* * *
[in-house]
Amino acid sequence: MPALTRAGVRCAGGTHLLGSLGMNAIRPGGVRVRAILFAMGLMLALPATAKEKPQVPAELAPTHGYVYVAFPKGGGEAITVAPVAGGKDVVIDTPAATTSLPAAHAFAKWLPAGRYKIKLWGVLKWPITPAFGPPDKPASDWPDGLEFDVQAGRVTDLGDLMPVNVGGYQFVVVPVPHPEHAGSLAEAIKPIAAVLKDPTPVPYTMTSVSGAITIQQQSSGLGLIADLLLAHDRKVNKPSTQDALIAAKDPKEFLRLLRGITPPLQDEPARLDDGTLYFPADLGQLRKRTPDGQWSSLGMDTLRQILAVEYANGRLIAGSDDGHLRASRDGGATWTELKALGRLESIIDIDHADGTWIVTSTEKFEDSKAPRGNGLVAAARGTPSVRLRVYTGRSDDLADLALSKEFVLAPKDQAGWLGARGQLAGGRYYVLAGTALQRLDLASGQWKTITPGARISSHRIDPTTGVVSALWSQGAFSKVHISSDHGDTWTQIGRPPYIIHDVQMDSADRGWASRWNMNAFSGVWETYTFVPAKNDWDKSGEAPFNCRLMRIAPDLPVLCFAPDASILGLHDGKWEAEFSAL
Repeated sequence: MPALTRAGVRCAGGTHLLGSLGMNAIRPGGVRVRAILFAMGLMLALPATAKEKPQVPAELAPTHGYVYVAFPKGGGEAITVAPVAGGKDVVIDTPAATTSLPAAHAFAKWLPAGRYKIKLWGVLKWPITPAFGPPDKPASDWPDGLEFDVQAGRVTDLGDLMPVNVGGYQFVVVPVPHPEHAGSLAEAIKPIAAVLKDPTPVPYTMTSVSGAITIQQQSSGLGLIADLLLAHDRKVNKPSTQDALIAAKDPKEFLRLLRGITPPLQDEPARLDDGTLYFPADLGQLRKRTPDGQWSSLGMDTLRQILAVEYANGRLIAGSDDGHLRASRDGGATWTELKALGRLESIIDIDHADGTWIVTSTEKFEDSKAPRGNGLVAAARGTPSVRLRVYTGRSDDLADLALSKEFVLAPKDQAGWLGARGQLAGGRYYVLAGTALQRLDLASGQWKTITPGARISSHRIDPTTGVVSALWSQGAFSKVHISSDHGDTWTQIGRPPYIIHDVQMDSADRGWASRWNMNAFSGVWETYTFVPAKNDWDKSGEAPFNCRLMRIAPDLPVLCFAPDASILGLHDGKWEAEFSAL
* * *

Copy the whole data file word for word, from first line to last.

[in-house]
Amino acid sequence: MPALTRAGVRCAGGTHLLGSLGMNAIRPGGVRVRAILFAMGLMLALPATAKEKPQVPAELAPTHGYVYVAFPKGGGEAITVAPVAGGKDVVIDTPAATTSLPAAHAFAKWLPAGRYKIKLWGVLKWPITPAFGPPDKPASDWPDGLEFDVQAGRVTDLGDLMPVNVGGYQFVVVPVPHPEHAGSLAEAIKPIAAVLKDPTPVPYTMTSVSGAITIQQQSSGLGLIADLLLAHDRKVNKPSTQDALIAAKDPKEFLRLLRGITPPLQDEPARLDDGTLYFPADLGQLRKRTPDGQWSSLGMDTLRQILAVEYANGRLIAGSDDGHLRASRDGGATWTELKALGRLESIIDIDHADGTWIVTSTEKFEDSKAPRGNGLVAAARGTPSVRLRVYTGRSDDLADLALSKEFVLAPKDQAGWLGARGQLAGGRYYVLAGTALQRLDLASGQWKTITPGARISSHRIDPTTGVVSALWSQGAFSKVHISSDHGDTWTQIGRPPYIIHDVQMDSADRGWASRWNMNAFSGVWETYTFVPAKNDWDKSGEAPFNCRLMRIAPDLPVLCFAPDASILGLHDGKWEAEFSAL
Repeated sequence: MPALTRAGVRCAGGTHLLGSLGMNAIRPGGVRVRAILFAMGLMLALPATAKEKPQVPAELAPTHGYVYVAFPKGGGEAITVAPVAGGKDVVIDTPAATTSLPAAHAFAKWLPAGRYKIKLWGVLKWPITPAFGPPDKPASDWPDGLEFDVQAGRVTDLGDLMPVNVGGYQFVVVPVPHPEHAGSLAEAIKPIAAVLKDPTPVPYTMTSVSGAITIQQQSSGLGLIADLLLAHDRKVNKPSTQDALIAAKDPKEFLRLLRGITPPLQDEPARLDDGTLYFPADLGQLRKRTPDGQWSSLGMDTLRQILAVEYANGRLIAGSDDGHLRASRDGGATWTELKALGRLESIIDIDHADGTWIVTSTEKFEDSKAPRGNGLVAAARGTPSVRLRVYTGRSDDLADLALSKEFVLAPKDQAGWLGARGQLAGGRYYVLAGTALQRLDLASGQWKTITPGARISSHRIDPTTGVVSALWSQGAFSKVHISSDHGDTWTQIGRPPYIIHDVQMDSADRGWASRWNMNAFSGVWETYTFVPAKNDWDKSGEAPFNCRLMRIAPDLPVLCFAPDASILGLHDGKWEAEFSAL